Friday, February 23, 2024

"In the Green" by Theatre Elision at Elision Playhouse

For seven years, Theatre Elision has been filling a niche in #TCTheater that we didn't know we needed - small cast, one act, original or rarely done musicals by mostly female creators and artists. In that time they've become one of my favorite theater companies, consistently producing high quality work that you just can't see anywhere else locally. That's definitely the case with the regional premiere of In the Green, less than five years after it premiered Off-Broadway. In a pre-show speech on opening night, resident Music Director Harrison Wade said it's the most difficult piece they've ever done. With its unique subject matter (12th Century nun/composer/scholar Hildegard von Bingen's years spent living secluded in a cell with her teacher), mix of modern and medieval music, and use of looping technology, it definitely feels like their most ambitious work, and perhaps the most rewarding because of it. I found myself moved to tears for reasons I can't explain. The musical taps into something deeply human, specifically what it means to be a female human in the world, and the performances by the five-woman cast, accompanied by a three-piece band, are simply stunning. If you like unique, original, boundary expanding music-theater, you do not want to miss this show. In the Green continues at Elision Playhouse in Crystal through March 9.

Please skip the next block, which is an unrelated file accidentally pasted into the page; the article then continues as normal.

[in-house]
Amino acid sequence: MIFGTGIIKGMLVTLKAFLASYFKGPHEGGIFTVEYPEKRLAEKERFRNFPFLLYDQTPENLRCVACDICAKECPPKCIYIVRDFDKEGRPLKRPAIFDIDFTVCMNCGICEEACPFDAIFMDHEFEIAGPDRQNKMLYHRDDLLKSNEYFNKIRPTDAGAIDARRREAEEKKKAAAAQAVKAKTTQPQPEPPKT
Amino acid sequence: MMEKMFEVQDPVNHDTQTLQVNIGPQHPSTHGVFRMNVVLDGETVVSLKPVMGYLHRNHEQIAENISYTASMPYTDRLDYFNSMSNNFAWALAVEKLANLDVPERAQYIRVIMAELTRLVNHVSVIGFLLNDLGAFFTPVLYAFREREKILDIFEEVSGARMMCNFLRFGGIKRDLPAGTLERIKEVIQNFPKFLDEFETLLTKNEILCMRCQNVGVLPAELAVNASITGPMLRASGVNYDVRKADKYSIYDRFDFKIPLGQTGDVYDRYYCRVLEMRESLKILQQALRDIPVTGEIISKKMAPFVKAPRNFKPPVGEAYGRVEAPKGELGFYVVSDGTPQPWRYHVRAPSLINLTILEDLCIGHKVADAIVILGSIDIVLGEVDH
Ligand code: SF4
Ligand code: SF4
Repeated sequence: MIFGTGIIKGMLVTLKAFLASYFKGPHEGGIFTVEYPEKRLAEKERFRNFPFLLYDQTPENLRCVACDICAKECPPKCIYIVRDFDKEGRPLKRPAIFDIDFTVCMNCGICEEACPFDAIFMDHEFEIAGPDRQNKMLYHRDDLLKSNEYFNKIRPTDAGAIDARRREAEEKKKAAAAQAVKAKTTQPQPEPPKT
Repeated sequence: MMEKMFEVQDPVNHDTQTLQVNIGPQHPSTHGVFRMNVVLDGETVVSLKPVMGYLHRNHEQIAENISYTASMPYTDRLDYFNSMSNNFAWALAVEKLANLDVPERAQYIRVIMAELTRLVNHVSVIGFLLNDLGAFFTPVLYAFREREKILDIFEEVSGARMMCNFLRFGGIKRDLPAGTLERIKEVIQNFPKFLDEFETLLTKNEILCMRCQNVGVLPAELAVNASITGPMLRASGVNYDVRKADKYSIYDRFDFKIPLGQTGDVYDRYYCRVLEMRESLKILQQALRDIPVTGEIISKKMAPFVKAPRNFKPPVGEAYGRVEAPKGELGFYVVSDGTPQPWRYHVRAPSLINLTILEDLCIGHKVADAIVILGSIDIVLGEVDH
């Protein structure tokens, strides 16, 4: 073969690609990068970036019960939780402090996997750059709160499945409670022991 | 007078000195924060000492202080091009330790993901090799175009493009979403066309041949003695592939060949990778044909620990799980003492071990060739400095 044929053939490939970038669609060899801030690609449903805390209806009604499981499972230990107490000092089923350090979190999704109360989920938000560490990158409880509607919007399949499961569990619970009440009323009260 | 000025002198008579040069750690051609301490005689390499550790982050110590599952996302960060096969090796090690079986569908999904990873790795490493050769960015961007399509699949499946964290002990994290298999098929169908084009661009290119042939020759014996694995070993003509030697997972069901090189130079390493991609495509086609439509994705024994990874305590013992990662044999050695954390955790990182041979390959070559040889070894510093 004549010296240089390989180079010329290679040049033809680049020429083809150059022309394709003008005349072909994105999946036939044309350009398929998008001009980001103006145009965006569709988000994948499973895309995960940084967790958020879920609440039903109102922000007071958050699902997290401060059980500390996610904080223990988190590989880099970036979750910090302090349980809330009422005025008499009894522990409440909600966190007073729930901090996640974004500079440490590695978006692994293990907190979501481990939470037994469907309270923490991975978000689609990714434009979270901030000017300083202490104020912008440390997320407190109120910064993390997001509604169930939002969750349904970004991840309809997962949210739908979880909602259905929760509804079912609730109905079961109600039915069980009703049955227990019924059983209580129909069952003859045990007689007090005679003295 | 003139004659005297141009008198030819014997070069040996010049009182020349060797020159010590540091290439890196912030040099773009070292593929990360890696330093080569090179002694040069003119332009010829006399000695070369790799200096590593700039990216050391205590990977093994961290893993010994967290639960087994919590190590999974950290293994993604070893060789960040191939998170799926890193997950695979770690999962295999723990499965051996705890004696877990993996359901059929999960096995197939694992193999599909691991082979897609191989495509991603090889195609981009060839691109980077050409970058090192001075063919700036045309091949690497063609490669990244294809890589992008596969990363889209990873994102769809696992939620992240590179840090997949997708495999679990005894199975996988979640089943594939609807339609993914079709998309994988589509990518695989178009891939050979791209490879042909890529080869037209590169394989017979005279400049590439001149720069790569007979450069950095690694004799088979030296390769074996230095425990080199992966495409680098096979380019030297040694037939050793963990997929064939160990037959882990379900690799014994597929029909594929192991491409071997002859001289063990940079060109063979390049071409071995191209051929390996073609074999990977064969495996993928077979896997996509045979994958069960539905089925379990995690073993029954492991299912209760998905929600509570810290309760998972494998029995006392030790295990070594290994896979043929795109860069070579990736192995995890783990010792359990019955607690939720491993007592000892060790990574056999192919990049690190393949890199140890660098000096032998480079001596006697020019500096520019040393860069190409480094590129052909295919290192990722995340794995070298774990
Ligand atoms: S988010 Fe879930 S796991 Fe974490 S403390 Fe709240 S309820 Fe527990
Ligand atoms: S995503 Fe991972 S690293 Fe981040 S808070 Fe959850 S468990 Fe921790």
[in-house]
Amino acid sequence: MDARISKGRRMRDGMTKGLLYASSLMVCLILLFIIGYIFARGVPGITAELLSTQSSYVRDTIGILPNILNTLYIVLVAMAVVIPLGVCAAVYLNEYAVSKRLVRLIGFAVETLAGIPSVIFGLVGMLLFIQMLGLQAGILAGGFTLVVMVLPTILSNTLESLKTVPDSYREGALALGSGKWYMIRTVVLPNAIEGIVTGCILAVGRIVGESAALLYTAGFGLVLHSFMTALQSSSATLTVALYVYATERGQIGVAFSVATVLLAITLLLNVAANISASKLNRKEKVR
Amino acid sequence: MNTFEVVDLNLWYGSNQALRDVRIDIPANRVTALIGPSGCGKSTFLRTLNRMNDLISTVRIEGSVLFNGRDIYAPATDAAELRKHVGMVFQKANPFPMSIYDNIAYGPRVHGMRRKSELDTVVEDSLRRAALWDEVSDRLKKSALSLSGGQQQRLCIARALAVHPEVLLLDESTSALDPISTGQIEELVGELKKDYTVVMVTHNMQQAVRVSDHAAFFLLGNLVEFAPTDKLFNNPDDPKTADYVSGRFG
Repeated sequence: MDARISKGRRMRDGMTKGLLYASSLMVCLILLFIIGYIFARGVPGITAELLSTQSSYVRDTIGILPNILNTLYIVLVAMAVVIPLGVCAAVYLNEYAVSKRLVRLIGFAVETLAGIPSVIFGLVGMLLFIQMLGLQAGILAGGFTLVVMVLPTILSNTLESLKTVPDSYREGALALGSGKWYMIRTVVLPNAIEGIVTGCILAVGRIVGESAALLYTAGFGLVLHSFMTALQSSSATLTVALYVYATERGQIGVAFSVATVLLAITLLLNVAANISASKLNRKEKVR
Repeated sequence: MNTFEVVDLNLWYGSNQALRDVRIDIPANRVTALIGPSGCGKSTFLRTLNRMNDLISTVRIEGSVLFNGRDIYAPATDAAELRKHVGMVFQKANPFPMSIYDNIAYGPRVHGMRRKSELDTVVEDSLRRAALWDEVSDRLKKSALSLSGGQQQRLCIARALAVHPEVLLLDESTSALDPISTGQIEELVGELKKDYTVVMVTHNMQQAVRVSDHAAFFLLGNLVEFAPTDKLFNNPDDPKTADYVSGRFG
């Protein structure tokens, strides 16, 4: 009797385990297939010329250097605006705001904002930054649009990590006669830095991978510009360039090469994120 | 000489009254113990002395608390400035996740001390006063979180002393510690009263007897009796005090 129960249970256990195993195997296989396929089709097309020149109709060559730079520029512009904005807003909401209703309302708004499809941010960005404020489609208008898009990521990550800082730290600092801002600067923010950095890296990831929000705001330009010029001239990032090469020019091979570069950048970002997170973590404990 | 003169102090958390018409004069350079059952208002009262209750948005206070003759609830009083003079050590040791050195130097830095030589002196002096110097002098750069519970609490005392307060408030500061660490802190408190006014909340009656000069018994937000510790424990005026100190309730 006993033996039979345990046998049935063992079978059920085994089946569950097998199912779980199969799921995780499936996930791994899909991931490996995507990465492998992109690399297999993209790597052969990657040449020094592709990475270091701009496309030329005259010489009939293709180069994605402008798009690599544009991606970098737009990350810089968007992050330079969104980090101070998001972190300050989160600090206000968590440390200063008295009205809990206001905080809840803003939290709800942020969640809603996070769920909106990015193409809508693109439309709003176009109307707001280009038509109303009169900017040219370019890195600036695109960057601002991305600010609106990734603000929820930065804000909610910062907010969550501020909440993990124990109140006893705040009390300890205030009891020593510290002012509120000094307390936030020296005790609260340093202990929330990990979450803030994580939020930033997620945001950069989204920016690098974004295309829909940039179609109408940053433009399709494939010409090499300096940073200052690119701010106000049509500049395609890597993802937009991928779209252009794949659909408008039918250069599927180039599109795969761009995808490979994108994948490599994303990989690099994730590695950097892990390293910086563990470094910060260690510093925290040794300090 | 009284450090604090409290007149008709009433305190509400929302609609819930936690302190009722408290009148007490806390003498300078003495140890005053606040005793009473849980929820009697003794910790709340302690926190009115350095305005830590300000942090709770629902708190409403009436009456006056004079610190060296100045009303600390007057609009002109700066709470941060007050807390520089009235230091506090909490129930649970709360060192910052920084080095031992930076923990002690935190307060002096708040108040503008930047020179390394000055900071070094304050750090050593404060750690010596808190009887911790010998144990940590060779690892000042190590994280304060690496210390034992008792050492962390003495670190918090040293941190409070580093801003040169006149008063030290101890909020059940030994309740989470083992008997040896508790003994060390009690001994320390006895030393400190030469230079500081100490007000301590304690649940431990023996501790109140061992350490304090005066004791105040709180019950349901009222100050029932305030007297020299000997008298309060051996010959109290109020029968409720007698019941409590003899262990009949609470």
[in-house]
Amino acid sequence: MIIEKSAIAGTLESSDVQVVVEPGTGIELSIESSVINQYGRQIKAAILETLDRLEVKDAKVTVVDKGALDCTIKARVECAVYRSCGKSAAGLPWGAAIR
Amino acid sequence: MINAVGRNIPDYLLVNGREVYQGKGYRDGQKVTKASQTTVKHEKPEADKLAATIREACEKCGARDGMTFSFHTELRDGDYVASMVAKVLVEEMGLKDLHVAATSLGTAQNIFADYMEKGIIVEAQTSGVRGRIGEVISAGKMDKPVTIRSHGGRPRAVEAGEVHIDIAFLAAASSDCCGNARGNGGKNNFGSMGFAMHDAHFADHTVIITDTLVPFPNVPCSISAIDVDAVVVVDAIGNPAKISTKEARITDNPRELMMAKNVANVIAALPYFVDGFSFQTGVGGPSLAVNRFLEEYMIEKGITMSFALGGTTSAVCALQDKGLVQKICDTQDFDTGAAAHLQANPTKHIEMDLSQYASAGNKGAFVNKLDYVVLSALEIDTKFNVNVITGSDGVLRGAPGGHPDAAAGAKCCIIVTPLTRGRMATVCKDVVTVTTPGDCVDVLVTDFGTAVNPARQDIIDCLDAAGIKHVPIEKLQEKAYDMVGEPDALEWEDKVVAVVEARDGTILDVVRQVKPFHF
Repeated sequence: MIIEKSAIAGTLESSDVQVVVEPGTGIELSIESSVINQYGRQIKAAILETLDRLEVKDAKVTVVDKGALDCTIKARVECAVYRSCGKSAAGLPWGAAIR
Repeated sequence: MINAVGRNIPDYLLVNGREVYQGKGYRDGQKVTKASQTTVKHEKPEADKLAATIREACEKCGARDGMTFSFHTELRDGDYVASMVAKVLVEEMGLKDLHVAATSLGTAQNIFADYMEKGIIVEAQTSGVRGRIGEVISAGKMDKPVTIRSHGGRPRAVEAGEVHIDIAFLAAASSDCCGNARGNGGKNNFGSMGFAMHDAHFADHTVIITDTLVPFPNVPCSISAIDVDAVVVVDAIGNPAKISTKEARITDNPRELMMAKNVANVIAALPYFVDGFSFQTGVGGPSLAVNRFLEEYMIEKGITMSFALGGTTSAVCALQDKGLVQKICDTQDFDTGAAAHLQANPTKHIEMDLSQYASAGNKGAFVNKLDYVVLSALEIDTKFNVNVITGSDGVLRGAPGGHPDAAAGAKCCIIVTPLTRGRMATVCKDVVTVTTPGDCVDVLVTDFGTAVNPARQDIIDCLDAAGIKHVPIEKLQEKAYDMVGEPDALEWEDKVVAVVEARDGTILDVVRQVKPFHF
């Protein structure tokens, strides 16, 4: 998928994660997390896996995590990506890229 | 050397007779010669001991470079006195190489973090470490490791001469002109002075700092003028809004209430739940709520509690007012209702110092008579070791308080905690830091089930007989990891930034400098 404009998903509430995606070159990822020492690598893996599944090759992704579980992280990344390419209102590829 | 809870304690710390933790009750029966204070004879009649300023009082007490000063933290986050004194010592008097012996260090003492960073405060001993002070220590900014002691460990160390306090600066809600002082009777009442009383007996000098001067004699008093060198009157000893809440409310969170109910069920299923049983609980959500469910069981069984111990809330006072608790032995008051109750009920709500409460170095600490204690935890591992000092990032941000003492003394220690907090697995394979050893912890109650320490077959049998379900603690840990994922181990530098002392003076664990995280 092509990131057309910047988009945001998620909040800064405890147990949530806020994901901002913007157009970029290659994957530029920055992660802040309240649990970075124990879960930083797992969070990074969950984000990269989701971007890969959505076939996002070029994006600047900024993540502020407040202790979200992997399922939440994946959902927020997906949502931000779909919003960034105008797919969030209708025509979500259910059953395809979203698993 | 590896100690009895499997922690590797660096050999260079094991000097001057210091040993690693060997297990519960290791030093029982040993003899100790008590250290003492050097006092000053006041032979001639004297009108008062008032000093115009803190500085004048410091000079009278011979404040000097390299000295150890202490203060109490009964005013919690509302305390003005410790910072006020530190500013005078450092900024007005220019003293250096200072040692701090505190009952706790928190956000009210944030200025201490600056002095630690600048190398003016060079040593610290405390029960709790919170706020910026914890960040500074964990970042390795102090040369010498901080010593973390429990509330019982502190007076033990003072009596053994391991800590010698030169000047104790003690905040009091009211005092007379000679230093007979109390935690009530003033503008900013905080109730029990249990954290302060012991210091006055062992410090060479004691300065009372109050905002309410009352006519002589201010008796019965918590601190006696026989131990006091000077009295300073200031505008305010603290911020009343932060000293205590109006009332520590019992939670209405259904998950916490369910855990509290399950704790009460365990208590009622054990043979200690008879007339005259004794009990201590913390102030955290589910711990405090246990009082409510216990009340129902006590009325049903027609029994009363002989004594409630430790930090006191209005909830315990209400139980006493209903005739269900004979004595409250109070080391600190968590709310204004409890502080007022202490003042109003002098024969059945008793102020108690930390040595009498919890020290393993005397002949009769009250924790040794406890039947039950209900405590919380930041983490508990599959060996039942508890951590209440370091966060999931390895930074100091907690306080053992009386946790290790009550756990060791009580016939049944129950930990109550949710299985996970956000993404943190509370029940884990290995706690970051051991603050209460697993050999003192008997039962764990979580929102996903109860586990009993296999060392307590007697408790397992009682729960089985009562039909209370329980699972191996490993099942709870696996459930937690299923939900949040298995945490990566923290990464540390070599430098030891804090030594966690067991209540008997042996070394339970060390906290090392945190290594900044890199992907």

As a German minor at the College of St. Benedict (founded by Benedictine nuns), I have of course heard of Hildegard von Bingen, but I didn't know (or remember) much about her other than she was a cool German medieval nun. Elision provides a brief but thorough biography in the program, but it's really not necessary to know much about her to enjoy this show. The story mainly focuses on the time from when she was given to the church at age 8 (that's what people did in the Middle Ages) and assigned to live with the anchoress Jutta. They lived a life of seclusion, avoiding earthly pleasures or comfort. The mostly sung-through musical examines what life was like for Hildegard as she worked and starved and studied under Jutta's leadership. Jutta has buried her darkness and is in constant search of the light, but Hildegard discovers that you need to share your darkness with others, to see it and speak it and embrace it, in order to reach the light. After many years, Jutta dies and Hildegard choses to leave seclusion and live in the world, teaching and writing and speaking in a world run by men. Hildegard seems to have seen the light, but this musical reminds us that history, particularly the history of the Catholic Church, is complicated, and there is still darkness in Hildegard and the world.

the three Hildegards (photo by Jolie Morehouse Olson)